Many plaintiffs said their once devoutly Catholic villages — cut off from the world and without law enforcement — offered a perfect setting for a molesting priest. In 2005, The Times published a story about Joseph Lundowski, a Jesuit deacon who allegedly sexually abused nearly every boy in two small villages on St. Michael Island between 1968 and 1975.

Lundowski’s accusers — now in their 40s and 50s — said the abuse led to alcoholism, violence, emotional problems and suicide attempts. They kept their secret — not even talking about it among themselves — until the Catholic Church sex scandal erupted in 2002.”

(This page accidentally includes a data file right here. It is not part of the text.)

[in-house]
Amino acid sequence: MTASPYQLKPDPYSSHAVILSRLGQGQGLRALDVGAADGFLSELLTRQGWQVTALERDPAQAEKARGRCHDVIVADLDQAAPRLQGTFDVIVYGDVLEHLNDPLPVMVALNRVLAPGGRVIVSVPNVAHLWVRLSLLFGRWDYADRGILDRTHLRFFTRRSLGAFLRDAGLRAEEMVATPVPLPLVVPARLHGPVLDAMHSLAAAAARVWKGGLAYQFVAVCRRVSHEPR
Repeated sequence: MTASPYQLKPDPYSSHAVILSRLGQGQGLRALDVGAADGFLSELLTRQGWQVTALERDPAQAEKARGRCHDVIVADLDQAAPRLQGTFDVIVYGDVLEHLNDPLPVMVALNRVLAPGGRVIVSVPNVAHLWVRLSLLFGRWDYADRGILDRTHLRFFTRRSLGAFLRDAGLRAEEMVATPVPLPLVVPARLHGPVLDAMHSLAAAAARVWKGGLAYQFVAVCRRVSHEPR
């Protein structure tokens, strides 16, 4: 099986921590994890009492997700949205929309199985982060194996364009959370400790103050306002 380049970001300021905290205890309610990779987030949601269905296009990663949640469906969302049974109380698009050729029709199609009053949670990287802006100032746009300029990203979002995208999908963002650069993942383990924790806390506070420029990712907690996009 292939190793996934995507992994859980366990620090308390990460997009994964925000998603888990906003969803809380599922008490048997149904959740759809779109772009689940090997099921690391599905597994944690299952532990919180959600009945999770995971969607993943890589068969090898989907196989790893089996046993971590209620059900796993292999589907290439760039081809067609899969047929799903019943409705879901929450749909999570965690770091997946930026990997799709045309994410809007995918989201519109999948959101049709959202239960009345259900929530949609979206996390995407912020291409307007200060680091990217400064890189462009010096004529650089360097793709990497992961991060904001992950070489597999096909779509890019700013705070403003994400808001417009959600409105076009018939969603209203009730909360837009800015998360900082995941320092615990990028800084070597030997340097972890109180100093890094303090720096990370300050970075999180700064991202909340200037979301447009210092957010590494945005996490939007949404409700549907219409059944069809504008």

http://www.nytimes.com/2007/11/19/us/19priest.html?ref=us

http://seattletimes.nwsource.com/html/localnews/2004022435_jesuit19m.html

Rat on Inland

From the Leelanau Enterprise:

Tribal-state consent decree signed

Attorney Bill Rastetter figured he and other representatives of the Grand Traverse Band of Ottawa and Chippewa Indians had better attend the biennial meeting of the Conservation Resource Alliance in Traverse City for a couple reasons.

First, tribal members wanted to show support for natural resources, and the CRA seeks to protect watershed in northwest Michigan.

And secondly, they wanted to hear what just-appointed Michigan United Conservation Club executive director Dennis C. Muchmore had to say about the recently released consent decree acknowledging inland rights to hunt and fish within property defined by an 1837 treaty.